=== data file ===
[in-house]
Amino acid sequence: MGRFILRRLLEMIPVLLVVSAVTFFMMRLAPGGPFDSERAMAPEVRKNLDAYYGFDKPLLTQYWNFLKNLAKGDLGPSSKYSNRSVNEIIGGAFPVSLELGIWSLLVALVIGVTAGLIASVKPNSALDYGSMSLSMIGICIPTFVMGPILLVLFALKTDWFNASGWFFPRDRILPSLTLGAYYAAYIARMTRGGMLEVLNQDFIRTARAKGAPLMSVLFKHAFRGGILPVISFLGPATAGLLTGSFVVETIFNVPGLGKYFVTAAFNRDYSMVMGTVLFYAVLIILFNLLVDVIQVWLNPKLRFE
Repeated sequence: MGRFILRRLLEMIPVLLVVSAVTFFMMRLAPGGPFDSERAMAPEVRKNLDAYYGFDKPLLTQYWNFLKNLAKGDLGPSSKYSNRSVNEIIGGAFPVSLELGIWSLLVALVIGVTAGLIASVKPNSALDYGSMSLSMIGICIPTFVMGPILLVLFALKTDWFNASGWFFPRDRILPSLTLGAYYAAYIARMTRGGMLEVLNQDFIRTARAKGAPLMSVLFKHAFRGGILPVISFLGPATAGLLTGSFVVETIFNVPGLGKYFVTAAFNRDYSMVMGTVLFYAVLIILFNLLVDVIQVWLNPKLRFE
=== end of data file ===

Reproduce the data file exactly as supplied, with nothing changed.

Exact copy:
[in-house]
Amino acid sequence: MGRFILRRLLEMIPVLLVVSAVTFFMMRLAPGGPFDSERAMAPEVRKNLDAYYGFDKPLLTQYWNFLKNLAKGDLGPSSKYSNRSVNEIIGGAFPVSLELGIWSLLVALVIGVTAGLIASVKPNSALDYGSMSLSMIGICIPTFVMGPILLVLFALKTDWFNASGWFFPRDRILPSLTLGAYYAAYIARMTRGGMLEVLNQDFIRTARAKGAPLMSVLFKHAFRGGILPVISFLGPATAGLLTGSFVVETIFNVPGLGKYFVTAAFNRDYSMVMGTVLFYAVLIILFNLLVDVIQVWLNPKLRFE
Repeated sequence: MGRFILRRLLEMIPVLLVVSAVTFFMMRLAPGGPFDSERAMAPEVRKNLDAYYGFDKPLLTQYWNFLKNLAKGDLGPSSKYSNRSVNEIIGGAFPVSLELGIWSLLVALVIGVTAGLIASVKPNSALDYGSMSLSMIGICIPTFVMGPILLVLFALKTDWFNASGWFFPRDRILPSLTLGAYYAAYIARMTRGGMLEVLNQDFIRTARAKGAPLMSVLFKHAFRGGILPVISFLGPATAGLLTGSFVVETIFNVPGLGKYFVTAAFNRDYSMVMGTVLFYAVLIILFNLLVDVIQVWLNPKLRFE